CHIEF Howes immediately regretted agreeing to Roy's urgent pleas, and was overcome by a numbing sense of uncertainty. Damned if he did, damned if he didn't. He'd known Jenkins since they were kids and Roy was the smartest one in class. He had never known him to fail as a friend. Still. Oh hell, he was near retirement anyhow.

Howes switched on his flasher, nailed the accelerator and, with a smoky screech of tires, roared toward the waterfront. While he drove the short distance, he got the deputy on the radio and told him to clear out the coffee shop then to go along Main Street with his PA system blasting, warning people to get to high ground. The chief knew the diurnal rhythms of his town: who would be up, who would be walking a dog. Luckily, most businesses didn't open before ten.

The motel was another story. Howes pulled over two empty buses on their way to pick up schoolchildren and told the drivers to follow him. The cruiser squealed to a stop beneath the motel's canopy, and the chief huffed his way to the front door. Howes had been on the fence about the motel. It would spoil the integrity of the harbor, but it might bring in jobs for locals; not everyone in town wanted to be a fisherman. On the other hand, he didn't like the way the project was rammed through to approval. He couldn't prove it, but he was sure there had been bribes at town hall.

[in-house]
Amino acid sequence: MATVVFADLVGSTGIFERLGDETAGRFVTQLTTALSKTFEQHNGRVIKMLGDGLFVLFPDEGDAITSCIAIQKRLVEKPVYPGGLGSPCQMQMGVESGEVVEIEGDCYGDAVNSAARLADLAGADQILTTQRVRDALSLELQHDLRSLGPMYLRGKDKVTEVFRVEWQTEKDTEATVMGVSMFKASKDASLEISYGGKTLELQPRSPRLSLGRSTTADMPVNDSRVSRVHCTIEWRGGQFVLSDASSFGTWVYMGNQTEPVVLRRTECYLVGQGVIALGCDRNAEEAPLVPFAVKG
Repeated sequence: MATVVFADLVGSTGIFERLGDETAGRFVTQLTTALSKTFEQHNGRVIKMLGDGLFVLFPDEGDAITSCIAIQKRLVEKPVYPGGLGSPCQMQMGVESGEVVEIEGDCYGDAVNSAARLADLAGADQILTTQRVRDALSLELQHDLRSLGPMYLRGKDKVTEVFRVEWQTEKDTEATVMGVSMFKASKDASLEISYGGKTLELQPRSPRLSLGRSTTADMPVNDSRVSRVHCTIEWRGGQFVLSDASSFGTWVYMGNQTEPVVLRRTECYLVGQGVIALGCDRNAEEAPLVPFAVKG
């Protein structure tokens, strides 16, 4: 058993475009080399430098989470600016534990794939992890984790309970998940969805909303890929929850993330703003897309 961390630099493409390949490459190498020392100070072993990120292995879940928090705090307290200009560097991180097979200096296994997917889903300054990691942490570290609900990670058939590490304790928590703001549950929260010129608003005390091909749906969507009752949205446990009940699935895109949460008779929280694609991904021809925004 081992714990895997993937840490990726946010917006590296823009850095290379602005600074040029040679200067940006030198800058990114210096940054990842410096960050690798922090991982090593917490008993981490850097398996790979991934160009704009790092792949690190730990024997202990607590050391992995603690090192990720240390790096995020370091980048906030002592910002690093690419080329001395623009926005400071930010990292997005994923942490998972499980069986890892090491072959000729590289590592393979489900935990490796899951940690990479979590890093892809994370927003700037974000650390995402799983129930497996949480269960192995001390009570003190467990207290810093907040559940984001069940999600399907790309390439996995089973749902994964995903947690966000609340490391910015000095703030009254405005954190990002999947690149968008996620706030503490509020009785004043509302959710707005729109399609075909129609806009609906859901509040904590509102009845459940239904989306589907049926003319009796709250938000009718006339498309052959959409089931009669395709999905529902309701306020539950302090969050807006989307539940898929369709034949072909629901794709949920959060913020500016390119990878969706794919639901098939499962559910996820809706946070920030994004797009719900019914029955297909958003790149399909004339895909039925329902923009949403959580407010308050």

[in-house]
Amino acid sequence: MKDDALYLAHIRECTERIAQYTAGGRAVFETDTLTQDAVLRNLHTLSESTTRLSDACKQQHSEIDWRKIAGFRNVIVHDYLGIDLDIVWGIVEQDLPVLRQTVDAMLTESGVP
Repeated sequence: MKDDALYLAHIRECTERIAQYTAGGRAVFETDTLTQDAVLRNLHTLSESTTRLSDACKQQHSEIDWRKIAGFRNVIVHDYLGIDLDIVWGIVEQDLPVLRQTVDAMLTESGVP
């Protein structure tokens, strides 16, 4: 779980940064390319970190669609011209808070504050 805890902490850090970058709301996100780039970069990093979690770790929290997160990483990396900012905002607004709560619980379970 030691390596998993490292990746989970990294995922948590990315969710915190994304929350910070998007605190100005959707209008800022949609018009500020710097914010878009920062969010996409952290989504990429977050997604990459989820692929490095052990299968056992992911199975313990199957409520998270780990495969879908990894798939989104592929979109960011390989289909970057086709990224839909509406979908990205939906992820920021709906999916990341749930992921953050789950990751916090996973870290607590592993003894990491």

The developer was a local named Jack Shrager, an unprincipled land raper who was building condos along the river that ran off the harbor, further despoiling the town's quiet beauty. Shrager never did hire locals, preferring foreigners who worked long and cheap.

The desk clerk, a young Jamaican, looked up with a startled expression on his thin, dark face as the chief burst into the lobby and shouted: "Get everyone out of the motel! This is an emergency!"

"What's the problem, mon?"

"I've been told there's a bomb here."

The desk clerk gulped. Then he got on the switchboard and began to call rooms.

"You've got ten minutes," Howes emphasized. "There are buses waiting in front. Get everyone out, including yourself. Tell anyone who refuses that the police will arrest them."